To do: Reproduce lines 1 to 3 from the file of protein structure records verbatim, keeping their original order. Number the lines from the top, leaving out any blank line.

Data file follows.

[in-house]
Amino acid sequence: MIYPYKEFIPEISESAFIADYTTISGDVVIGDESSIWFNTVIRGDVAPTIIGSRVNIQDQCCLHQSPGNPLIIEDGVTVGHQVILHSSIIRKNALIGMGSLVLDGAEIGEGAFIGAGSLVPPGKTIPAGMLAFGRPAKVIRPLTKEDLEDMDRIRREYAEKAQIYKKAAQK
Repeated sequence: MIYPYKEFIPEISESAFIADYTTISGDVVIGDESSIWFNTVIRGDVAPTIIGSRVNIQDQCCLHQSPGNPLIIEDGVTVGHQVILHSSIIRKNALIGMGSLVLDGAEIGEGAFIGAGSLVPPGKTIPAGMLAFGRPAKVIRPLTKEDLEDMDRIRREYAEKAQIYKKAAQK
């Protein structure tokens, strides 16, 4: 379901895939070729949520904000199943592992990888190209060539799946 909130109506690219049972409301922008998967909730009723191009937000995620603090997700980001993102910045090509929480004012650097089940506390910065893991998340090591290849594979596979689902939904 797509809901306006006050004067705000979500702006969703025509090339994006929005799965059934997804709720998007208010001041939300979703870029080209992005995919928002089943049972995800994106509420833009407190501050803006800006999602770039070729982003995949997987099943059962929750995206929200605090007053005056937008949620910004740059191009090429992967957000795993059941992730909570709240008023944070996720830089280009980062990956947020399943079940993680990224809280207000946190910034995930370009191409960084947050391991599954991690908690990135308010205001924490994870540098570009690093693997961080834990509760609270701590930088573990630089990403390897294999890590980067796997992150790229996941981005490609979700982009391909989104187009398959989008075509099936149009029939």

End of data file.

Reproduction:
[in-house]
Amino acid sequence: MIYPYKEFIPEISESAFIADYTTISGDVVIGDESSIWFNTVIRGDVAPTIIGSRVNIQDQCCLHQSPGNPLIIEDGVTVGHQVILHSSIIRKNALIGMGSLVLDGAEIGEGAFIGAGSLVPPGKTIPAGMLAFGRPAKVIRPLTKEDLEDMDRIRREYAEKAQIYKKAAQK
Repeated sequence: MIYPYKEFIPEISESAFIADYTTISGDVVIGDESSIWFNTVIRGDVAPTIIGSRVNIQDQCCLHQSPGNPLIIEDGVTVGHQVILHSSIIRKNALIGMGSLVLDGAEIGEGAFIGAGSLVPPGKTIPAGMLAFGRPAKVIRPLTKEDLEDMDRIRREYAEKAQIYKKAAQK